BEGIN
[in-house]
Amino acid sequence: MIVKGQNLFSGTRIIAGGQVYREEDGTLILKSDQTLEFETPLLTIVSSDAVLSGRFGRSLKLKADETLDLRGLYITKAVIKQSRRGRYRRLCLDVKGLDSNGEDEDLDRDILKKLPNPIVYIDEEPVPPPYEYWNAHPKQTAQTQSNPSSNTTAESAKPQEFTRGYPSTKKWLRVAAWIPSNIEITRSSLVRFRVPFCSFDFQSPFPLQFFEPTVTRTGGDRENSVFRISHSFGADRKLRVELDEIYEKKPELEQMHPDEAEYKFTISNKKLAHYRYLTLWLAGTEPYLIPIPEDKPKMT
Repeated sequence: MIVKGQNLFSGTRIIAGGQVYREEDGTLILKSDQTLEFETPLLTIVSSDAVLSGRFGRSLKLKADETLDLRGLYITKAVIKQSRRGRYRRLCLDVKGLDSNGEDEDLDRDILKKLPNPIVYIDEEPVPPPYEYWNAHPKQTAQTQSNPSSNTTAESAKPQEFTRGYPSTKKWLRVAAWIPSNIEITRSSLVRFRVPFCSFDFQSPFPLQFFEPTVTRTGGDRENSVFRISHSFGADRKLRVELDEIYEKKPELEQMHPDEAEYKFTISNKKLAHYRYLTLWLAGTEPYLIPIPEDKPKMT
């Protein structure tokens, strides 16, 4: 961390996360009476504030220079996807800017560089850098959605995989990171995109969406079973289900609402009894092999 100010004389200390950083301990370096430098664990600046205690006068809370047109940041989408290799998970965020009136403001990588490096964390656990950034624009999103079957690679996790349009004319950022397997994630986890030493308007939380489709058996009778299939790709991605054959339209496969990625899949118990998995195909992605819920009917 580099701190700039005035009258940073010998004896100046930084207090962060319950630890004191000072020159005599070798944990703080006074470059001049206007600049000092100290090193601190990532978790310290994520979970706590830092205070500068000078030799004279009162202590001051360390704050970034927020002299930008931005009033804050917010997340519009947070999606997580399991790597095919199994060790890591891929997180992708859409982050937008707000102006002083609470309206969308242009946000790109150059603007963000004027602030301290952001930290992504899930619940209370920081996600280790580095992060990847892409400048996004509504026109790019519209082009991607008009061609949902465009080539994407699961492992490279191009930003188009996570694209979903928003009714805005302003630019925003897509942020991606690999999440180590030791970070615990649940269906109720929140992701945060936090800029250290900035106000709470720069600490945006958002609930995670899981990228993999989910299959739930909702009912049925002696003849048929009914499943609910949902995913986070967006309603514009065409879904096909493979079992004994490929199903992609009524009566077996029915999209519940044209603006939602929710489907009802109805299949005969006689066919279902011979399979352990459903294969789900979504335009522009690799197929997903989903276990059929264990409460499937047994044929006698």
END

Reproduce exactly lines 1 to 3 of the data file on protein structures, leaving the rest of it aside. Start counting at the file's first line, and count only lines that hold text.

[in-house]
Amino acid sequence: MIVKGQNLFSGTRIIAGGQVYREEDGTLILKSDQTLEFETPLLTIVSSDAVLSGRFGRSLKLKADETLDLRGLYITKAVIKQSRRGRYRRLCLDVKGLDSNGEDEDLDRDILKKLPNPIVYIDEEPVPPPYEYWNAHPKQTAQTQSNPSSNTTAESAKPQEFTRGYPSTKKWLRVAAWIPSNIEITRSSLVRFRVPFCSFDFQSPFPLQFFEPTVTRTGGDRENSVFRISHSFGADRKLRVELDEIYEKKPELEQMHPDEAEYKFTISNKKLAHYRYLTLWLAGTEPYLIPIPEDKPKMT
Repeated sequence: MIVKGQNLFSGTRIIAGGQVYREEDGTLILKSDQTLEFETPLLTIVSSDAVLSGRFGRSLKLKADETLDLRGLYITKAVIKQSRRGRYRRLCLDVKGLDSNGEDEDLDRDILKKLPNPIVYIDEEPVPPPYEYWNAHPKQTAQTQSNPSSNTTAESAKPQEFTRGYPSTKKWLRVAAWIPSNIEITRSSLVRFRVPFCSFDFQSPFPLQFFEPTVTRTGGDRENSVFRISHSFGADRKLRVELDEIYEKKPELEQMHPDEAEYKFTISNKKLAHYRYLTLWLAGTEPYLIPIPEDKPKMT